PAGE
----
To train or not to train – that is the question

To train or not to train

There is a misconception that training will fix all ills – training is the panacea for everything.  As a long term experienced teacher, trainer and facilitator, I have learnt that training is a very powerful tool when used wisely and appropriately, but it is not the only answer and depending on the circumstances that have arisen it might not be the best approach.  Sometimes a combination of training and other activities such as buddying, mentoring and coaching could reap far greater success.

For training to be successfully implemented, it is important that position descriptions, policy statements, workplace instructions, processes and procedures, delegations and responsibilities and performance standards are in place, implemented and monitored as this sets the benchmark for what should be achieved throughout the organisation.  Training can be seen as a remedy or more appropriately to help achieve continuous improvement and improved standards, and, of course to introduce new innovations, improvements, products and services into the organisation.

If you are thinking of undertaking training activities in your organisation, here is a quick checklist/worksheet which will help you in your planning:

  • What objectives would you like achieved?
  • Who needs to be trained?
  • How many people? Can they be released at the same time, or in shifts – what maximum number for broken arrangements?
  • What sort of work do they do? E.g. sales, installation, quoting, field, tradesperson
  • Topic Areas e.g. customer service, sales skills, Workplace Health and Safety; administration, systems and processes, trades skills
  • Accredited or Non accredited training – (i.e. a formal qualification or not)?
  • Timeframe – When to be completed by?
  • Duration of training expected – e.g. 1 day – a series of short segments over several weeks e.g. 3 hour session on a set day over 6 weeks – what delivery method would best suit? Face to face, on line, a combination, would workbooks, power point presentations be needed?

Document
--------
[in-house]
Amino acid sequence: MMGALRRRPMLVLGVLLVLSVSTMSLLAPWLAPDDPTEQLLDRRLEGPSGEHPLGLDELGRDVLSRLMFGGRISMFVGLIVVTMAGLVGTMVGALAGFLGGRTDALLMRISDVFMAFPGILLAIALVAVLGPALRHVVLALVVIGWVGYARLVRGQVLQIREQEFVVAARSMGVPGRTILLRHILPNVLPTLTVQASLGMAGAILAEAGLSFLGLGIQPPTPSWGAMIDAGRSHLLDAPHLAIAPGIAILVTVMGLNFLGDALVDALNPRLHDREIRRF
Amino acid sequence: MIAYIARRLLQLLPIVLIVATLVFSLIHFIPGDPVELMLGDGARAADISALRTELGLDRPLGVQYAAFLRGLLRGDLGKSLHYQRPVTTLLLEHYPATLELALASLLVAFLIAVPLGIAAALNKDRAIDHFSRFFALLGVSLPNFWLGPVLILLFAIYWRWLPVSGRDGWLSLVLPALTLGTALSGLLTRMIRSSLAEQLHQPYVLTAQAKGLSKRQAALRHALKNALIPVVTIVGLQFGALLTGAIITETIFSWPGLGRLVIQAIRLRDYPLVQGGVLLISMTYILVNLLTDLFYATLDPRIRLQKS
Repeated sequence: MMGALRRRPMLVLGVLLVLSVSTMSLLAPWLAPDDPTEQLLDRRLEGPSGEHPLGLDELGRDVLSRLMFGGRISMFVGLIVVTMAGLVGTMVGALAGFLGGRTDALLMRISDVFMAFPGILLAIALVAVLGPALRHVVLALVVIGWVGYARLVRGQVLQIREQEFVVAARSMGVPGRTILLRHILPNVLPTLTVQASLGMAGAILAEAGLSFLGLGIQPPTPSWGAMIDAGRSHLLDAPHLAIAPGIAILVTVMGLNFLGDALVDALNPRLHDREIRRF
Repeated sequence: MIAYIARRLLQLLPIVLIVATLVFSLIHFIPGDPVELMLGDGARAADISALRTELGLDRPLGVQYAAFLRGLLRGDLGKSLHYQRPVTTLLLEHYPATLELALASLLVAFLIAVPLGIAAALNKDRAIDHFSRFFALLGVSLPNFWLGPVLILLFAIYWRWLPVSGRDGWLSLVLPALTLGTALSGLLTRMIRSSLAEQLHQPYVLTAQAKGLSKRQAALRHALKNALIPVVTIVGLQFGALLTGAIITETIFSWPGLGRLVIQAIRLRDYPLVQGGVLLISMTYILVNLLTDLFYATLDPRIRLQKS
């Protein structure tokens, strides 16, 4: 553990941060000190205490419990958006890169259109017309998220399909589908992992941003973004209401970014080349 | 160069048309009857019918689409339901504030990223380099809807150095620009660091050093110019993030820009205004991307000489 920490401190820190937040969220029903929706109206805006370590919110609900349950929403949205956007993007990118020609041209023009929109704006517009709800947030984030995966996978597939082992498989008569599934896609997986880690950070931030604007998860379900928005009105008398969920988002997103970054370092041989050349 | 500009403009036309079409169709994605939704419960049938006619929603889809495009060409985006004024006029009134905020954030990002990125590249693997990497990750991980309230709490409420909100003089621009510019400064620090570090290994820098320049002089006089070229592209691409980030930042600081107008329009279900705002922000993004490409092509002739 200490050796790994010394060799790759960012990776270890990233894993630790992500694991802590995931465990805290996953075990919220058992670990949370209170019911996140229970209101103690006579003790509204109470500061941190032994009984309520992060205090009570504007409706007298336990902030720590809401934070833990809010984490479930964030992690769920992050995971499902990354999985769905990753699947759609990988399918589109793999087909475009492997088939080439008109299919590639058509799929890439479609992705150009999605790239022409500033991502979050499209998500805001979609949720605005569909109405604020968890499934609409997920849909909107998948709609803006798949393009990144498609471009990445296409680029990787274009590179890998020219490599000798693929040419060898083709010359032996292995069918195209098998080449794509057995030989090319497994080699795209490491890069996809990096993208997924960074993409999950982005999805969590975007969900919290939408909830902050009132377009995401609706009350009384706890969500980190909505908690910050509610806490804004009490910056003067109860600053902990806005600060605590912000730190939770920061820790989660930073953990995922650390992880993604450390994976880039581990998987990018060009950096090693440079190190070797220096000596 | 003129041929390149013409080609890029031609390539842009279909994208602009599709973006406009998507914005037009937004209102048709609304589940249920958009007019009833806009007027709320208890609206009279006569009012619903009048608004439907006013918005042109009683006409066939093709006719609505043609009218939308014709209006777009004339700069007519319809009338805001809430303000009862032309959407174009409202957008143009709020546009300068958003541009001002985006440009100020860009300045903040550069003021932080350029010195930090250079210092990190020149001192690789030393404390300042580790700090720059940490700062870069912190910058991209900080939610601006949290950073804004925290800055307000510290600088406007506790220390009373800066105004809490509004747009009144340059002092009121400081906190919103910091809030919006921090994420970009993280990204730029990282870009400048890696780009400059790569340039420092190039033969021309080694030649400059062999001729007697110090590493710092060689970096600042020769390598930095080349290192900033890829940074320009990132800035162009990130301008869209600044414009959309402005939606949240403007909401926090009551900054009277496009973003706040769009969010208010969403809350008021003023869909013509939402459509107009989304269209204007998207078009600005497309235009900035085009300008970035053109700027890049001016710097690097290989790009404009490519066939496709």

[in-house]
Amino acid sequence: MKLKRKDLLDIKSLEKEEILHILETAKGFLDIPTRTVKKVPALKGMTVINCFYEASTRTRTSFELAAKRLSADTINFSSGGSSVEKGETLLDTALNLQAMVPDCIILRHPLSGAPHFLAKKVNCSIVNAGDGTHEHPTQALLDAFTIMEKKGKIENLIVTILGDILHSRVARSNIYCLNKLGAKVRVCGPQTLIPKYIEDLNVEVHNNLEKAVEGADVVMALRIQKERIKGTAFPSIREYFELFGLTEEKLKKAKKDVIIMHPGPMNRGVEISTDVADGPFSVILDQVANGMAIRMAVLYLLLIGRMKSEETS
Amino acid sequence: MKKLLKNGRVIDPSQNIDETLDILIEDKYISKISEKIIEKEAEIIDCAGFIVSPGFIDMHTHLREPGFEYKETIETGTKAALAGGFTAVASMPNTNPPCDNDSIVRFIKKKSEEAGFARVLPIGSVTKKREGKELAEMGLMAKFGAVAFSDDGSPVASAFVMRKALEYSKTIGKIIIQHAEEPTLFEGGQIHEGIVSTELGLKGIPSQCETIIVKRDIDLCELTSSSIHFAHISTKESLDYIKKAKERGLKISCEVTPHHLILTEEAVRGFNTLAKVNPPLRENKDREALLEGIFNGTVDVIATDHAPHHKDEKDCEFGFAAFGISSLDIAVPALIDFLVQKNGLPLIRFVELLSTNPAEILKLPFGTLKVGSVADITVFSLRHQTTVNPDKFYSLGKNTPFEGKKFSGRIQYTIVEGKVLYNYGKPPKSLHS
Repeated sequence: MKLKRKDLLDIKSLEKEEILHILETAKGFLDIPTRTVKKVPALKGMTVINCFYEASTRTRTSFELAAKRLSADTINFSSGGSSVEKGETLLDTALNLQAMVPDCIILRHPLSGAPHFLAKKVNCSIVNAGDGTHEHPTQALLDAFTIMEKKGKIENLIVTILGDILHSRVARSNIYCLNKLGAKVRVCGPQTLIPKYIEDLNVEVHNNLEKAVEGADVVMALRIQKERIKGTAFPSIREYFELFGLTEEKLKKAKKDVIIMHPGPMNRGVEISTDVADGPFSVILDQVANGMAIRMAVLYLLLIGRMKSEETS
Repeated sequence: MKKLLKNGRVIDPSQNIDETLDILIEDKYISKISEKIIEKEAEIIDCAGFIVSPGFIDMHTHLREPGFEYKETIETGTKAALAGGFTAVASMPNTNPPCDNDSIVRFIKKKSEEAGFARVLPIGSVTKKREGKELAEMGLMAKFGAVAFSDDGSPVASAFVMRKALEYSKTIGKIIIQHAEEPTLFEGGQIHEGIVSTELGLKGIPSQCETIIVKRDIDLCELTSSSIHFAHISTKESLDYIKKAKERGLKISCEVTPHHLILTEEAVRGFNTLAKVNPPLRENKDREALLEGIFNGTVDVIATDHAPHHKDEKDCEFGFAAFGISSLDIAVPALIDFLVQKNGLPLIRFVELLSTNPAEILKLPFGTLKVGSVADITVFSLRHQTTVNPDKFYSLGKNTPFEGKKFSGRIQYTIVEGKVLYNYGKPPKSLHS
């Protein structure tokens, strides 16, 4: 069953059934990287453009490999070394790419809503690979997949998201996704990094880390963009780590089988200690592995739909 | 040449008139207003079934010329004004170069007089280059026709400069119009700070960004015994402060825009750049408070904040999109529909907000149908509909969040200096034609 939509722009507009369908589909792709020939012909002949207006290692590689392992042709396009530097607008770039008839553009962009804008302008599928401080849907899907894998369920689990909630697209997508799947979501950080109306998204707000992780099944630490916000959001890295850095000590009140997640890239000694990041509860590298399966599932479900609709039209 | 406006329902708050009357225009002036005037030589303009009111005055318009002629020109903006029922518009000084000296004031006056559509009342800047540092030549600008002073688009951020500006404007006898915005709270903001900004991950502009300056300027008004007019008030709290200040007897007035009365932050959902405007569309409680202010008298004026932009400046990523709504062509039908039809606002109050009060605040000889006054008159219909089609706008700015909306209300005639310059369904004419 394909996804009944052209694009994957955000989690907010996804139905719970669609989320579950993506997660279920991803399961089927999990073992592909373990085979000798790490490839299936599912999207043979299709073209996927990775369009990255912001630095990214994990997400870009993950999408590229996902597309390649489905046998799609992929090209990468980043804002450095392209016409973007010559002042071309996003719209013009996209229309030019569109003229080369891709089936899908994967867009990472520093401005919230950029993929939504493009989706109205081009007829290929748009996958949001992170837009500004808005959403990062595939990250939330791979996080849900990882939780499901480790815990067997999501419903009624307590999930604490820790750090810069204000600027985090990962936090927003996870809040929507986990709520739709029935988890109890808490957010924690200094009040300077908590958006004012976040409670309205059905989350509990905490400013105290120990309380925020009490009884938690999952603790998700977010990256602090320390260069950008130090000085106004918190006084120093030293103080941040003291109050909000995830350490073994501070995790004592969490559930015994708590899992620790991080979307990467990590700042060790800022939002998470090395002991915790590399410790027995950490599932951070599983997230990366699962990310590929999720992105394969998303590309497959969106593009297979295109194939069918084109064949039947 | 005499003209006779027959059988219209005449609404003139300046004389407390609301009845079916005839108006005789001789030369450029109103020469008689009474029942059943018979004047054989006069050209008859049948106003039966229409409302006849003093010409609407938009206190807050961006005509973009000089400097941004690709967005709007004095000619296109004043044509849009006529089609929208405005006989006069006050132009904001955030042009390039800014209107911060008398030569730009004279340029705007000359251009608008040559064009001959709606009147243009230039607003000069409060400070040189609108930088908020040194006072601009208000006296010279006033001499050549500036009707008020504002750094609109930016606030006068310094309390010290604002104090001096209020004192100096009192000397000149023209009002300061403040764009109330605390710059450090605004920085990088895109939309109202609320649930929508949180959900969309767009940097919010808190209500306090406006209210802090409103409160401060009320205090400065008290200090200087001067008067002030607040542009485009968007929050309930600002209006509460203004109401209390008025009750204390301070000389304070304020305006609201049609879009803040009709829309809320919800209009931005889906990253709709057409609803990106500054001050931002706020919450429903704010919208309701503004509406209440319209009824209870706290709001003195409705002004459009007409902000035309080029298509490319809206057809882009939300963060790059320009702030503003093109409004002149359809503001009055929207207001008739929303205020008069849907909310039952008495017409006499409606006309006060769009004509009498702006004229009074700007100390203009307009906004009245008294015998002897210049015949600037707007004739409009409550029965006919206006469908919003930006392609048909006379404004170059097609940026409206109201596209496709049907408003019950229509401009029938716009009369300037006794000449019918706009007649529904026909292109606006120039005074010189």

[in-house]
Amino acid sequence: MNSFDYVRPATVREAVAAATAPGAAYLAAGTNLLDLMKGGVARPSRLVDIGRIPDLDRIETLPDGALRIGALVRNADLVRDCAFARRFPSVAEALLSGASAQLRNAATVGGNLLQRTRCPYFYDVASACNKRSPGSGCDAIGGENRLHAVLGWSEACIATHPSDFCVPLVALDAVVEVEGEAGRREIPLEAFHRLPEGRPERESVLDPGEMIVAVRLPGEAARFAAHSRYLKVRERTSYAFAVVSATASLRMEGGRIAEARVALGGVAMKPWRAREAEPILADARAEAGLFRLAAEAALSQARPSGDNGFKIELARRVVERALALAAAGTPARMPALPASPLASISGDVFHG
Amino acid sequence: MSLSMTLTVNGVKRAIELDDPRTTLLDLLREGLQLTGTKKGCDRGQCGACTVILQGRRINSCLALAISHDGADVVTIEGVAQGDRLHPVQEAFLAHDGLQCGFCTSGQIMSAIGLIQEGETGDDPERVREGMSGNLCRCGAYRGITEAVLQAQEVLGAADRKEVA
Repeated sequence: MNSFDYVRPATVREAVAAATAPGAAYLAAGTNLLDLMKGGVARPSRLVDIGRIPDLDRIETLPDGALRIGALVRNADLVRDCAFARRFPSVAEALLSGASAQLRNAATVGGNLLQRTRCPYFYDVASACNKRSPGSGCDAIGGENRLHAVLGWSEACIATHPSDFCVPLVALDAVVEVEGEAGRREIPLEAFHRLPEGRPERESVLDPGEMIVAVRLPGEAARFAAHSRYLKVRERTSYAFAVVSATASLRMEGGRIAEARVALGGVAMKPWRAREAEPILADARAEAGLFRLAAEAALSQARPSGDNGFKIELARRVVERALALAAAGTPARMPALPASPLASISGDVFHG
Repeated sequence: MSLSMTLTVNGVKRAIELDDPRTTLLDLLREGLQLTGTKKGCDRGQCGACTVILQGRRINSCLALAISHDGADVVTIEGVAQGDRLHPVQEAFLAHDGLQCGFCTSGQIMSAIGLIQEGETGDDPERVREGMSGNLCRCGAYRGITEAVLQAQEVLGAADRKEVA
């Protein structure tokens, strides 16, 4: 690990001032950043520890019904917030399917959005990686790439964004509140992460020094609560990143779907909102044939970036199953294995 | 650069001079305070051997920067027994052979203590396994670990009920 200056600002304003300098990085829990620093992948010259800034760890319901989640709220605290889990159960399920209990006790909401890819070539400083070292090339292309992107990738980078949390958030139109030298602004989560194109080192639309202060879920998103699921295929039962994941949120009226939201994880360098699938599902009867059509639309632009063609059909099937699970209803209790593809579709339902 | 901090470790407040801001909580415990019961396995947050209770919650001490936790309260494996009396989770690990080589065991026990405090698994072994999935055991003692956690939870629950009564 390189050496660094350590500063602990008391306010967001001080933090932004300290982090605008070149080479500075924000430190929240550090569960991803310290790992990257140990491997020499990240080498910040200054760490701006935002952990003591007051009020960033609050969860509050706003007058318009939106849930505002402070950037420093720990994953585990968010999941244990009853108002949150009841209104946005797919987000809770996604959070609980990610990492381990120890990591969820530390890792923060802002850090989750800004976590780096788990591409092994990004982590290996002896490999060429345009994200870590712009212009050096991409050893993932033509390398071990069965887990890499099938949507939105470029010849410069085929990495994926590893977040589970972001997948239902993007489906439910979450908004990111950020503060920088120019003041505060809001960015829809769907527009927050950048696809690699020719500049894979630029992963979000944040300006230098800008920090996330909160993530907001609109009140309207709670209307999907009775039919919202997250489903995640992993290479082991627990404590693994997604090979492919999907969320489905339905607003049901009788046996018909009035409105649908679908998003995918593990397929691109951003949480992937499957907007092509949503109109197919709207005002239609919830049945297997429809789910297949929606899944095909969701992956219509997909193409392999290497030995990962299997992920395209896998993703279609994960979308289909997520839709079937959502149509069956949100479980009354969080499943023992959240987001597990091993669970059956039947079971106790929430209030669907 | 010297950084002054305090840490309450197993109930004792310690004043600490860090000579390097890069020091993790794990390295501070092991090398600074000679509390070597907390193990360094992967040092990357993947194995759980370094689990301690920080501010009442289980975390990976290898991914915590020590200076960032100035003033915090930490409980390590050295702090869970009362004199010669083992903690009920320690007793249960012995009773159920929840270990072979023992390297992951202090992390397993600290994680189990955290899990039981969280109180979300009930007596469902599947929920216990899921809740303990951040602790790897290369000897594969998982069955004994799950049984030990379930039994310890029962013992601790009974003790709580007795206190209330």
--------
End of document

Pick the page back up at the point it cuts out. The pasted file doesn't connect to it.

• Venue: At the workplace, or elsewhere (potentially additional cost)
  • Training times: – before work, during work hours (am or PM); after work hours?
  • What outcomes to you expect from the training?  Will assessment of competencies be needed?
  • Are there issues or problems that you think that training might remedy?  Is training the best option – perhaps a discussion about these issues may end up in a different solution being applied?
  • Do you have a current training plan?
  • Do you have a current Training Needs Analysis?
  • Has a Skills and Qualifications Audit been completed?
  • What training has the team and individuals completed recently?
  • Are you applying for Government subsidies for the training – if and when available?  Would you like assistance in sourcing funding opportunities? – There are some with certain criteria
  • What budget are you allocating for this project? – This will give the provider a guideline and parameter to work with.
Lester Lewis

About Lester Lewis

Using the power of his Sounding Board Coaching Program and his Accredited Business partnership with MAUS, and combined with over 14 years of experience as the State Government's small business specialist in the Bundaberg Region, Lester Lewis encourages and guides small business owners from initial planning stages right the way through the life cycle of their business. A lifetime of working in government and in his own successful businesses, gives Lester a strong theoretical and practical approach to supporting all of his clients, large and small.

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